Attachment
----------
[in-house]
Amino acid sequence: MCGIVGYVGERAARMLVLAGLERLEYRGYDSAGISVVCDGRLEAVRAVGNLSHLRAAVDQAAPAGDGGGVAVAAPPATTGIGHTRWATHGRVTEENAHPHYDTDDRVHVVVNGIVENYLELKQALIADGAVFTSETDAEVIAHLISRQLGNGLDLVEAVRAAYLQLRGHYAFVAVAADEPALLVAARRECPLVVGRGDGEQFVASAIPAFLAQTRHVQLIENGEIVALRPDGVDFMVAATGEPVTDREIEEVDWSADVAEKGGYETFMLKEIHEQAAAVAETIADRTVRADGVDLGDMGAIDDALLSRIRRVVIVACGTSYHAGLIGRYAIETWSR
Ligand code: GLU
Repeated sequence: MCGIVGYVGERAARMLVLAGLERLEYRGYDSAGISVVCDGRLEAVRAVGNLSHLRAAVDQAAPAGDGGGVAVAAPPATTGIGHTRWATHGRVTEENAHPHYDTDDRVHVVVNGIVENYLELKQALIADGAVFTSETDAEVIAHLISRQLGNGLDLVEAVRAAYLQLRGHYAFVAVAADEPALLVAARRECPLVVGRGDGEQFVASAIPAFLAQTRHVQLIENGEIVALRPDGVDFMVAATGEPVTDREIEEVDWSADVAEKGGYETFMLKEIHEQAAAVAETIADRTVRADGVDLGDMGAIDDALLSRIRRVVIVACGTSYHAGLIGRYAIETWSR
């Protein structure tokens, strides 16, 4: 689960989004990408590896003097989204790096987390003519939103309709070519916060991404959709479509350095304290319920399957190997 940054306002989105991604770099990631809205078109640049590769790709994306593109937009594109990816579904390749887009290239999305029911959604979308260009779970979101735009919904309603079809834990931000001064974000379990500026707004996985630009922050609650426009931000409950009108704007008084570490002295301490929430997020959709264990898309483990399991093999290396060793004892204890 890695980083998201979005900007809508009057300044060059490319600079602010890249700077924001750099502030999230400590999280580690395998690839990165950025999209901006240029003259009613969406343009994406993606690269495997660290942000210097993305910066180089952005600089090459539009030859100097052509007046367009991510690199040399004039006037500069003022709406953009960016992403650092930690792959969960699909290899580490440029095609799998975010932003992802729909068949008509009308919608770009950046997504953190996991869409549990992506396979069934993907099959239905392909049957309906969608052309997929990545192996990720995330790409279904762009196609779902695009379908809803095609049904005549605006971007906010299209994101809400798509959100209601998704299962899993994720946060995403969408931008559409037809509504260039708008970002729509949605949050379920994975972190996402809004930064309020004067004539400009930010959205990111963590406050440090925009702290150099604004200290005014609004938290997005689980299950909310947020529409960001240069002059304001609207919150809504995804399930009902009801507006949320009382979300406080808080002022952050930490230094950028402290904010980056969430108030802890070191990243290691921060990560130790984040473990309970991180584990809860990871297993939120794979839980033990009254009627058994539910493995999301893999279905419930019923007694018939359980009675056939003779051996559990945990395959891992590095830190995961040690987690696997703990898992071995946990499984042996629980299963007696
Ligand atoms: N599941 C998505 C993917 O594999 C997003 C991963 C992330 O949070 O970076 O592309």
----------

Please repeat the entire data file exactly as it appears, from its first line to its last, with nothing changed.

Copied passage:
[in-house]
Amino acid sequence: MCGIVGYVGERAARMLVLAGLERLEYRGYDSAGISVVCDGRLEAVRAVGNLSHLRAAVDQAAPAGDGGGVAVAAPPATTGIGHTRWATHGRVTEENAHPHYDTDDRVHVVVNGIVENYLELKQALIADGAVFTSETDAEVIAHLISRQLGNGLDLVEAVRAAYLQLRGHYAFVAVAADEPALLVAARRECPLVVGRGDGEQFVASAIPAFLAQTRHVQLIENGEIVALRPDGVDFMVAATGEPVTDREIEEVDWSADVAEKGGYETFMLKEIHEQAAAVAETIADRTVRADGVDLGDMGAIDDALLSRIRRVVIVACGTSYHAGLIGRYAIETWSR
Ligand code: GLU
Repeated sequence: MCGIVGYVGERAARMLVLAGLERLEYRGYDSAGISVVCDGRLEAVRAVGNLSHLRAAVDQAAPAGDGGGVAVAAPPATTGIGHTRWATHGRVTEENAHPHYDTDDRVHVVVNGIVENYLELKQALIADGAVFTSETDAEVIAHLISRQLGNGLDLVEAVRAAYLQLRGHYAFVAVAADEPALLVAARRECPLVVGRGDGEQFVASAIPAFLAQTRHVQLIENGEIVALRPDGVDFMVAATGEPVTDREIEEVDWSADVAEKGGYETFMLKEIHEQAAAVAETIADRTVRADGVDLGDMGAIDDALLSRIRRVVIVACGTSYHAGLIGRYAIETWSR
């Protein structure tokens, strides 16, 4: 689960989004990408590896003097989204790096987390003519939103309709070519916060991404959709479509350095304290319920399957190997 940054306002989105991604770099990631809205078109640049590769790709994306593109937009594109990816579904390749887009290239999305029911959604979308260009779970979101735009919904309603079809834990931000001064974000379990500026707004996985630009922050609650426009931000409950009108704007008084570490002295301490929430997020959709264990898309483990399991093999290396060793004892204890 890695980083998201979005900007809508009057300044060059490319600079602010890249700077924001750099502030999230400590999280580690395998690839990165950025999209901006240029003259009613969406343009994406993606690269495997660290942000210097993305910066180089952005600089090459539009030859100097052509007046367009991510690199040399004039006037500069003022709406953009960016992403650092930690792959969960699909290899580490440029095609799998975010932003992802729909068949008509009308919608770009950046997504953190996991869409549990992506396979069934993907099959239905392909049957309906969608052309997929990545192996990720995330790409279904762009196609779902695009379908809803095609049904005549605006971007906010299209994101809400798509959100209601998704299962899993994720946060995403969408931008559409037809509504260039708008970002729509949605949050379920994975972190996402809004930064309020004067004539400009930010959205990111963590406050440090925009702290150099604004200290005014609004938290997005689980299950909310947020529409960001240069002059304001609207919150809504995804399930009902009801507006949320009382979300406080808080002022952050930490230094950028402290904010980056969430108030802890070191990243290691921060990560130790984040473990309970991180584990809860990871297993939120794979839980033990009254009627058994539910493995999301893999279905419930019923007694018939359980009675056939003779051996559990945990395959891992590095830190995961040690987690696997703990898992071995946990499984042996629980299963007696
Ligand atoms: N599941 C998505 C993917 O594999 C997003 C991963 C992330 O949070 O970076 O592309």